Now…if you have no brake pads on your calipers you are doing quite well. Give yourself a pat on the back.
It is now time to remove the old rotor. I recommend that you replace your rotors with new ones. Some people choose to take their existing rotors to a shop and have them machined, which is basically grinding them down to a smooth surface. It is cheaper but if they need to be ground down too much then you will be required to replace them with new rotors by law. My personal preference to replace them on the spot is simply because it is my car and my life in jepordy and I would have better peace of mind if I knew my brake parts were new. NEVER EVER replace the pads without either replacing the rotors or having a new surface ground onto them. The fresh, flat surface of the new pads against the old bumpy surface of the old rotors will cause that pulsating feel in the brake pedal and will also affect the stopping distance of your vehicle.
Once the rotor is off, it is time to install the new pads. Before doing this, it is necessary to make room for them and the piston on the caliper has to be pushed back into its home. On the back of the caliper is a round thing that is sticking out. It has a rubber ring around it. That is the piston. Here is where the C-clamp comes into play. First, remove the lid from the brake fluid reservoir. That is the rectangular thing on the firewall that I discussed in part one. By removing this it will allow the fluid to move without being under pressure. Next, take the C-clamp and carefully place one end of it on the back of the caliper and one end of it in the center of the piston and begin turning the C-clamp handle until the piston is pushed completely into its home. Take care that you do not damage the rubber ring around the piston, because if you do, then you will need to replace the caliper…not cheap.
Once the piston has been retracted, install the rear brake pad in the reverse fashion from which you took it out. DO NOT USE A HAMMER!!! Push it in place by hand. Then install the other brake pad in the reverse fashion from which you removed it. Now take the rotor and be careful not to touch the surface of it. Hold in by the sides and do not drop it because it will be ruined if you do. Place the rotor where it should go and gently slide the caliper back onto it. If the caliper does not slide on fairly easy, don’t force it. Take the pads out again and double check that the piston is pushed back in all the way.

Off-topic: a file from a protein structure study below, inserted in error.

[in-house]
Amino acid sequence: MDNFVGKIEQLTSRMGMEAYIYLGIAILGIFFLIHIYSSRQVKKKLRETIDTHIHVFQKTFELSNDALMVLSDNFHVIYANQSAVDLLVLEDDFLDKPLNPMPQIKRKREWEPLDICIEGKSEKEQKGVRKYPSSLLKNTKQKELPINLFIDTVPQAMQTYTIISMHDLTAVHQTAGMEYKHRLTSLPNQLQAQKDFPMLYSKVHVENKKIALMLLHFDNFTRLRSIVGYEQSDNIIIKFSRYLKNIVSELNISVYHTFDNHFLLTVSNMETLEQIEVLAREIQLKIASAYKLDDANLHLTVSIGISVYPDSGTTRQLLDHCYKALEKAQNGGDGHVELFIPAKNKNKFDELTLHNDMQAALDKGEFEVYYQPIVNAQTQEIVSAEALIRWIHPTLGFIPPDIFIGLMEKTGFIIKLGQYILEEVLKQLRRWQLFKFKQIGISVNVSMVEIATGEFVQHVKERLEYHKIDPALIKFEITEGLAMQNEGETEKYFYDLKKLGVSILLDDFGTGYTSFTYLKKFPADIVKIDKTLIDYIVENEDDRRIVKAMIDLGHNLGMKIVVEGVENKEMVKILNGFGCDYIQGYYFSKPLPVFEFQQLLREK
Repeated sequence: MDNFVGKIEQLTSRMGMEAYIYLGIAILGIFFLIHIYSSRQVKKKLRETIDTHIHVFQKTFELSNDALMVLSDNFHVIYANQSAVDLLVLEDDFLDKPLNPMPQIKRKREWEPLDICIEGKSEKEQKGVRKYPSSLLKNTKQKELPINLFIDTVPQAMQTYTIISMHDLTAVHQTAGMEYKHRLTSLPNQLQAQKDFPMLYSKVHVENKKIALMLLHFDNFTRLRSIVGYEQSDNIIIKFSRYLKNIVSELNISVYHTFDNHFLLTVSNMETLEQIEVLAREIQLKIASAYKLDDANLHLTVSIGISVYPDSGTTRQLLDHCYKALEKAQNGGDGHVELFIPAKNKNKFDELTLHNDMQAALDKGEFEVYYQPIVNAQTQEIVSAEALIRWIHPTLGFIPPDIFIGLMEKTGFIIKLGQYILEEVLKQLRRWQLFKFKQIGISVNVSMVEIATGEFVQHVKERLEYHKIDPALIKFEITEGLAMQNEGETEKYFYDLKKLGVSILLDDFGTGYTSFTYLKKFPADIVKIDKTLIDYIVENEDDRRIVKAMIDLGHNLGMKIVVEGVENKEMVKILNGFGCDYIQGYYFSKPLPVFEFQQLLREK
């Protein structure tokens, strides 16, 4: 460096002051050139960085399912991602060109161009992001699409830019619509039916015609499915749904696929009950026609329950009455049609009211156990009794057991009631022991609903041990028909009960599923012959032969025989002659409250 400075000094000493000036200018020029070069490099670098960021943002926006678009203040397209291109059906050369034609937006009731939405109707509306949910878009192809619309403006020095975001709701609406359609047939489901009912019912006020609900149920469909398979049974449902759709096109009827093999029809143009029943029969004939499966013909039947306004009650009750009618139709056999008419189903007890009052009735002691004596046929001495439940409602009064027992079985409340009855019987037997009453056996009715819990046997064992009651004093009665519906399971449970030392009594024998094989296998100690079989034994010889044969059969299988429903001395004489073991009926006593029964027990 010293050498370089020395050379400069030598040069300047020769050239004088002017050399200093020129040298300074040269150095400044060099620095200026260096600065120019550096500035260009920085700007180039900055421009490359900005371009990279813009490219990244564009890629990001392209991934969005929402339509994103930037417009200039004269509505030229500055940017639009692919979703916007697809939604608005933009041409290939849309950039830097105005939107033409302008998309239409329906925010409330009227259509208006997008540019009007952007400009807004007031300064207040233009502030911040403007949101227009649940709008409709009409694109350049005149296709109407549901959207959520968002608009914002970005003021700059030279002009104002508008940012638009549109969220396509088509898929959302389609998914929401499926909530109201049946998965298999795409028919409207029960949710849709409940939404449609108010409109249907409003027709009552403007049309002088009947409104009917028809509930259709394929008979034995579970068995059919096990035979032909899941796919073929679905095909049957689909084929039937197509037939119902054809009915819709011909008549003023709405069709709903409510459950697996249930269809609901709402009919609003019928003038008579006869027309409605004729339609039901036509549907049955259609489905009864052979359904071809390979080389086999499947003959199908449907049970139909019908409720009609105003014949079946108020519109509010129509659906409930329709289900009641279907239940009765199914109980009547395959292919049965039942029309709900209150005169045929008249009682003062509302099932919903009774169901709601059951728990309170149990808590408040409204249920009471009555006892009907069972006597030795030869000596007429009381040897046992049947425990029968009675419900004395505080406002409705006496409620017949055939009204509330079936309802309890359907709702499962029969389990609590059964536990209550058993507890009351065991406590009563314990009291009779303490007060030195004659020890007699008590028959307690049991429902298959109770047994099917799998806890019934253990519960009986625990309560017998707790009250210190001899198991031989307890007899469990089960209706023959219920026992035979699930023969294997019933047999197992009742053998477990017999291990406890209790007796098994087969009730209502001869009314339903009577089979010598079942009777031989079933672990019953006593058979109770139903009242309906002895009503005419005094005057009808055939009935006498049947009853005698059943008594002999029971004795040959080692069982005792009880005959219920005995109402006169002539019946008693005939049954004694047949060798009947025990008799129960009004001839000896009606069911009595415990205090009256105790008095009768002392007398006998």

Next, bolt the caliper in place. Sometimes you have to giggle the caliper around a bit in order to get the bolt in properly. Take care not to cross thread the bolt or get it in the hole crooked and strip it out. If you can’t giggle the caliper and turn the bolt easily with your fingers, it is probably starting to go in crooked so back it out and try it again. Once you have one bolt started, do not tighten it down all the way until the other bolt is started. After they are both bolted down into place, give the pads and rotors a good bath with brake parts cleaner to remove any dust that may have gotten on the equipment. Remember…brake parts cleaner, not brake fluid.
Put the tire back on and viola!!! You have completed half of a brake job!!! Now you have to do the other side. Never replace just one brake. Always replace in pairs. That means replace both front brakes at the same time or both back brakes at the same time. Or you can do all four at the same time. Front brakes wear down faster than back brakes because during braking they are taking the majority of the load. Once with both brakes, check the level in the brake fluid reservoir and it should be near full again. If it is overfull, be sure to take the fluid out. This is where an old syringe can come in handy. If it is under the fill line, add fluid to it. Replace the cap and smile. I hope this helps and lets the novice become less intimidated of brake noises and brake jobs. If you have any questions feel free to contact me.